When I first heard that artist Tony Daniel would be doing the writing chores for the DC mega miniseries “Batman: Battle for the Cowl,” I groaned. I groaned because I felt that a inexperienced writer like Daniel should not be given the task of writing this major miniseries. I already had it in my head that this series was going to be a let down - boy was I wrong. The first issue of “Batman: Battle for the Cowl” is an absolute winner. I know its cliche, but from the first page to the last, this issue delivered in a big way for me.

As any reader of my previous blogs on Batman, you know that I have not been happy with what Grant Morrison has been doing on “Batman” - particularly the recent “RIP” storyline. I felt the story was a big let down and by no means lived up to the hype DC was giving it. After reading this issue, I wish DC would give the job of writing “Batman” to Daniel, but unfortunately Morrison will be returning to the title after this series is over.

Since Batman’s “death” in “Final Crisis,” we have seen Gotham City slip deeper and deeper into chaos. This issue reveals that Nightwing has now become the leader of The Network which brings together all of the heroes who are allies of Batman or who have operated in Gotham in the past. Daniel also brings in Knight and Squire from Morrison’s Batmen of all Nations storyline. The reintroduction of the Batmen of all Nations is one of the few things that I’ve liked about Morrison’s run. I particularly like Knight and Squire and I would love to see a miniseries focusing on them set in the UK.

Daniel continues what Denny O’Neil started in his recent storyline of Nightwing refusing to take on the mantle of the Batman and being insecure about even thinking about doing so as he feels he’s not worthy to even step in his shoes. I’m assuming that’s something the editors of Batman want as a theme in the Bat-books right now. I’m not crazy with that direction as I feel Dick should be a hell of a lot more confident and sure of himself and want to take on the roll to honor his surrogate father.


Silk Spectre

Since its trailer debuted with “The Dark Knight” we have all been waiting patiently for the big screen adaptation of the greatest graphic novel of all time. So, does it live up to its hype? When I first read Watchmen over the summer before my junior year of high school, I thought it was very cinematic and would translate well into a film. Obviously edits would have to be made, but still in the right hands it would be good. Zack Snyder is the right hand. Snyder’s adaptation is extremely faithful to the source material, some might say too faithful at times. Some scenes are lifted directly from the comic book, while others, though faithful, have some modifications. But I’ll get to those later.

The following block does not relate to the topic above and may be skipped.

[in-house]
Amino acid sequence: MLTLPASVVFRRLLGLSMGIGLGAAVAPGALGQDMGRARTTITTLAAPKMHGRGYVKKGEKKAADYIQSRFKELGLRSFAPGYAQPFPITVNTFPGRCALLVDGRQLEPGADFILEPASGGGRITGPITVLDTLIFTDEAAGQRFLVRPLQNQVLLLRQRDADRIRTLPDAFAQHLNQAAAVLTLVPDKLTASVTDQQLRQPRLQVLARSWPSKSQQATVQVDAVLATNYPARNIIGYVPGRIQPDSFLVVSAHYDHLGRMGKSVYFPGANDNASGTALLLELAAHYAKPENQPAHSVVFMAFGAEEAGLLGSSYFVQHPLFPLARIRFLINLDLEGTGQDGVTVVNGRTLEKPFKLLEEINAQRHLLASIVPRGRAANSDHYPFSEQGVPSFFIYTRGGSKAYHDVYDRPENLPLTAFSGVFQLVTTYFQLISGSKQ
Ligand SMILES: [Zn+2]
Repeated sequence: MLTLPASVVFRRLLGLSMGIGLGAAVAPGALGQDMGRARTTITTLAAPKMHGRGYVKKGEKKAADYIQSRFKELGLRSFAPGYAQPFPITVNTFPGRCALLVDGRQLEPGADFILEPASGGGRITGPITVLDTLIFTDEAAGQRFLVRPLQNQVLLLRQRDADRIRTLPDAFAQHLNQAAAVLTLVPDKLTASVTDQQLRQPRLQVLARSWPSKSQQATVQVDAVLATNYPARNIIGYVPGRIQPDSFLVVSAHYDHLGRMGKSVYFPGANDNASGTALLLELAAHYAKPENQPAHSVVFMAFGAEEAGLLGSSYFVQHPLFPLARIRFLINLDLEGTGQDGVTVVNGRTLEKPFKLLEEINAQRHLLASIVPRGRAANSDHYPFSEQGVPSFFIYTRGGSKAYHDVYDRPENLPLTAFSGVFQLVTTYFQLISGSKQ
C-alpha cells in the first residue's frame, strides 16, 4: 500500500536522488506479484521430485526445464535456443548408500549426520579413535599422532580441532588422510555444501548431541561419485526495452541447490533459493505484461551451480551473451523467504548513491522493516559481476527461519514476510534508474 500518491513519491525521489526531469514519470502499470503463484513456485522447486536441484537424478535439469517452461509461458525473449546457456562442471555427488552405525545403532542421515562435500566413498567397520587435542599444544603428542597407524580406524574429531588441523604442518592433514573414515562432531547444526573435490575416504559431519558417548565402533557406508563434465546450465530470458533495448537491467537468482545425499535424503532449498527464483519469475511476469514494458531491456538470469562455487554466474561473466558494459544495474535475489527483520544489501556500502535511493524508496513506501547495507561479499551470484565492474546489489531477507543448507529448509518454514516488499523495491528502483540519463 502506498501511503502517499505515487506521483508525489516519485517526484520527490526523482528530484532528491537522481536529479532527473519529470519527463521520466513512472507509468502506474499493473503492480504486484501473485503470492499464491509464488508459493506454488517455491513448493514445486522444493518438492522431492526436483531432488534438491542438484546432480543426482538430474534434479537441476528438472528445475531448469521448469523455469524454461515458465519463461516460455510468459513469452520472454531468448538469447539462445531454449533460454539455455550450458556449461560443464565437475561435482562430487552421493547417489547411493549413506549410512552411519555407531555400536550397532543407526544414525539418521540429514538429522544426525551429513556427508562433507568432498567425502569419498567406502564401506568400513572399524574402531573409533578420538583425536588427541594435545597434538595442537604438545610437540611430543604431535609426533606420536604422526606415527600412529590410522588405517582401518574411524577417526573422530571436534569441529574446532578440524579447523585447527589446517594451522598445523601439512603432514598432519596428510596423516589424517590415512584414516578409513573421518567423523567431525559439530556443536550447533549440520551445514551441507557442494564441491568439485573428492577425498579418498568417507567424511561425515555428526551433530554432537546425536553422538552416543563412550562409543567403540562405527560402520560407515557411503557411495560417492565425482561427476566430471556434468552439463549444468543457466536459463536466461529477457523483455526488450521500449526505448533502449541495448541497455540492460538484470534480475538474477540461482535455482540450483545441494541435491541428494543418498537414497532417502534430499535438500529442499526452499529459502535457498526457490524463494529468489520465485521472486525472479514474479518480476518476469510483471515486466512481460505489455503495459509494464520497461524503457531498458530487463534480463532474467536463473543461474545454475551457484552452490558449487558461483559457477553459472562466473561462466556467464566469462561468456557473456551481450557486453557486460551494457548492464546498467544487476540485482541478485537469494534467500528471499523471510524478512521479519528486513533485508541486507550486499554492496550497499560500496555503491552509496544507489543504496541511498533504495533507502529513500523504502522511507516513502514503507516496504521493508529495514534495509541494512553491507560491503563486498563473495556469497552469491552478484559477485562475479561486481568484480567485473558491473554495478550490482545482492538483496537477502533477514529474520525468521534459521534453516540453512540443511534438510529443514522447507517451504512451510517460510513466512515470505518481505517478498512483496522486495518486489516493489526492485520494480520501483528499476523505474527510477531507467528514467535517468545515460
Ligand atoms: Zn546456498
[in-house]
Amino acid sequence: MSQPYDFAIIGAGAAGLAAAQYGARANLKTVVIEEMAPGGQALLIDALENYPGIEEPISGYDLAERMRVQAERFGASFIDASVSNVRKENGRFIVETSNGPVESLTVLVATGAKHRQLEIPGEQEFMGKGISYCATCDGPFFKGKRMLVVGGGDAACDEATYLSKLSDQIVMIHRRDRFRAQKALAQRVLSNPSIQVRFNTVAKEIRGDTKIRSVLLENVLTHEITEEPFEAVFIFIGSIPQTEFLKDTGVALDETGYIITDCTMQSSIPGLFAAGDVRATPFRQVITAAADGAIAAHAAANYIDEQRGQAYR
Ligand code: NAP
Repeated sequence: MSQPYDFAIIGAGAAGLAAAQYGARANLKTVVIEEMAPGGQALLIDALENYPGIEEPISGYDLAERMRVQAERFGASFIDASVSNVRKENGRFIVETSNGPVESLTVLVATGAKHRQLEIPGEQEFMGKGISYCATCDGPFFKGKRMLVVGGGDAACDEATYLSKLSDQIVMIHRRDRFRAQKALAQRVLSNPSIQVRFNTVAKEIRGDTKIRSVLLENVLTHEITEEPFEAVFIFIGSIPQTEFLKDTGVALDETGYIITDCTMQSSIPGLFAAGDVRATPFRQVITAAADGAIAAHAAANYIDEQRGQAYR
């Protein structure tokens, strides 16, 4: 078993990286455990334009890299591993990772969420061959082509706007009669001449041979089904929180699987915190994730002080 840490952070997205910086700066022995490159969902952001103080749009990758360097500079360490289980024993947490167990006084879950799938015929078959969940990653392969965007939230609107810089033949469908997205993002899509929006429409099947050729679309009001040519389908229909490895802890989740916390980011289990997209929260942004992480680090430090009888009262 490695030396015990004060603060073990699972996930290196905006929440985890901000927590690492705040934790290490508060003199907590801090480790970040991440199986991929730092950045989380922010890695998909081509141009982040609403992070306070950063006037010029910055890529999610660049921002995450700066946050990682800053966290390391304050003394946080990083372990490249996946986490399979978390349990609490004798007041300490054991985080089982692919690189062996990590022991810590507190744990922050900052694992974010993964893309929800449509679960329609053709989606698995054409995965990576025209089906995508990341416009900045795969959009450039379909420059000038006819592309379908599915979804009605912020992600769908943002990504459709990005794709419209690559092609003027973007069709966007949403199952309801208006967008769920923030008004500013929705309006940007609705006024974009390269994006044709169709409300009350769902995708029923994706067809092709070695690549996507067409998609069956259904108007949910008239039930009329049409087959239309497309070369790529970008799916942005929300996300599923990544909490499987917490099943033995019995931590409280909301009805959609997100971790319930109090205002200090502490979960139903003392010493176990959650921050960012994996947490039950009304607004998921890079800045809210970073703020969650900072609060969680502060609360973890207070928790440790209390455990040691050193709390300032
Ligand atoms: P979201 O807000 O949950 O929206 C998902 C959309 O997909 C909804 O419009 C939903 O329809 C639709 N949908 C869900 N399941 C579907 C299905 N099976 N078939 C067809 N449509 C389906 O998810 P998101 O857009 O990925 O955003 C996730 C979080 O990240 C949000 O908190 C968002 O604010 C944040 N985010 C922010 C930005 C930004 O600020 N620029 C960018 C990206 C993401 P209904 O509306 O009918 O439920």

BatCon26

In my previous reviews for “Batman: Confidential”, I’ve talked about how much I’ve enjoyed the previous storyline. The previous storyline dealt with Batman’s first effort to bring the Joker in for booking and it was great. I read the advanced solicitations for this issue a while back and how DC would be introducing the 1960s Batman television show villain King Tut into comic book continuity and I decided I had to check out how they would do it. Well, although the character is much different from the television show, I really enjoyed this first issue of the King Tut storyline.

In the television show, King Tut was a Egyptologist named Professor William Omaha McElroy who worked for Yale University. After hitting his head, the professor developed amnesia and began to believe that he was King Tut reincarnated. I think the reason DC didn’t go with a character similar to the television show was not because the character was so campy, but because DC kind of already has a character who acts like this in Maxie Zeus.

In this issue, King Tut is going around and killing people and he’s doing it while saying some riddles. This causes Batman to go visit The Riddler in Arkham Asylum to see if he is somehow connected or even behind these murders. The Riddler denies that he’s involved and he offers Batman is help to catch him. Batman of course turns him down as he doesn’t trust the Riddler.

Tut has killed two people already and the Riddler provides Batman with a clue to the next victim. Batman is too late and the victim is dead. Batman heads back to Arkham to confront the Riddler again about his possible involvement in these crimes, but he finds him missing from his cell.